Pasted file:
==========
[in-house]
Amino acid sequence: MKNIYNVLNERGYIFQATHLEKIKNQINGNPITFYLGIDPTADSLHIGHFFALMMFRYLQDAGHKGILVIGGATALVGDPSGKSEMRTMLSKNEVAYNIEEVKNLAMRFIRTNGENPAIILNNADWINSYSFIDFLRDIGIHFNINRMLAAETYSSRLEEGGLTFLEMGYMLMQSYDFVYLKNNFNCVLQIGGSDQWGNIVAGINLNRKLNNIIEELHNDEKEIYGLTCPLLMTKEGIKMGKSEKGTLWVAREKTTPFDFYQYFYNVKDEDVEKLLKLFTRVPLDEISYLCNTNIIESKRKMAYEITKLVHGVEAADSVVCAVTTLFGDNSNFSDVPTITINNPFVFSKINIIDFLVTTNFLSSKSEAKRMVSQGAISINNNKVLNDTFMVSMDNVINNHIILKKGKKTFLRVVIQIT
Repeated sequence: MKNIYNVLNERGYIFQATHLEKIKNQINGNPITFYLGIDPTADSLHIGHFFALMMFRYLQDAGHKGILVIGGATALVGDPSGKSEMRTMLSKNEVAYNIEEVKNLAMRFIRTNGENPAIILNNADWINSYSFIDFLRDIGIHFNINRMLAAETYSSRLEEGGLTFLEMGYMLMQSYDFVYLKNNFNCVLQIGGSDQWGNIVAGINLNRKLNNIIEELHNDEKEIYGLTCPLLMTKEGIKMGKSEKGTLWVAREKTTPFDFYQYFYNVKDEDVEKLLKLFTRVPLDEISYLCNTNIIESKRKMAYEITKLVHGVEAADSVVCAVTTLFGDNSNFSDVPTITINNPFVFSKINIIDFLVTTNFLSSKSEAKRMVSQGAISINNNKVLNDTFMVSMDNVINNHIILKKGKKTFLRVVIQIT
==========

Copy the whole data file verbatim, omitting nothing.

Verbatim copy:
[in-house]
Amino acid sequence: MKNIYNVLNERGYIFQATHLEKIKNQINGNPITFYLGIDPTADSLHIGHFFALMMFRYLQDAGHKGILVIGGATALVGDPSGKSEMRTMLSKNEVAYNIEEVKNLAMRFIRTNGENPAIILNNADWINSYSFIDFLRDIGIHFNINRMLAAETYSSRLEEGGLTFLEMGYMLMQSYDFVYLKNNFNCVLQIGGSDQWGNIVAGINLNRKLNNIIEELHNDEKEIYGLTCPLLMTKEGIKMGKSEKGTLWVAREKTTPFDFYQYFYNVKDEDVEKLLKLFTRVPLDEISYLCNTNIIESKRKMAYEITKLVHGVEAADSVVCAVTTLFGDNSNFSDVPTITINNPFVFSKINIIDFLVTTNFLSSKSEAKRMVSQGAISINNNKVLNDTFMVSMDNVINNHIILKKGKKTFLRVVIQIT
Repeated sequence: MKNIYNVLNERGYIFQATHLEKIKNQINGNPITFYLGIDPTADSLHIGHFFALMMFRYLQDAGHKGILVIGGATALVGDPSGKSEMRTMLSKNEVAYNIEEVKNLAMRFIRTNGENPAIILNNADWINSYSFIDFLRDIGIHFNINRMLAAETYSSRLEEGGLTFLEMGYMLMQSYDFVYLKNNFNCVLQIGGSDQWGNIVAGINLNRKLNNIIEELHNDEKEIYGLTCPLLMTKEGIKMGKSEKGTLWVAREKTTPFDFYQYFYNVKDEDVEKLLKLFTRVPLDEISYLCNTNIIESKRKMAYEITKLVHGVEAADSVVCAVTTLFGDNSNFSDVPTITINNPFVFSKINIIDFLVTTNFLSSKSEAKRMVSQGAISINNNKVLNDTFMVSMDNVINNHIILKKGKKTFLRVVIQIT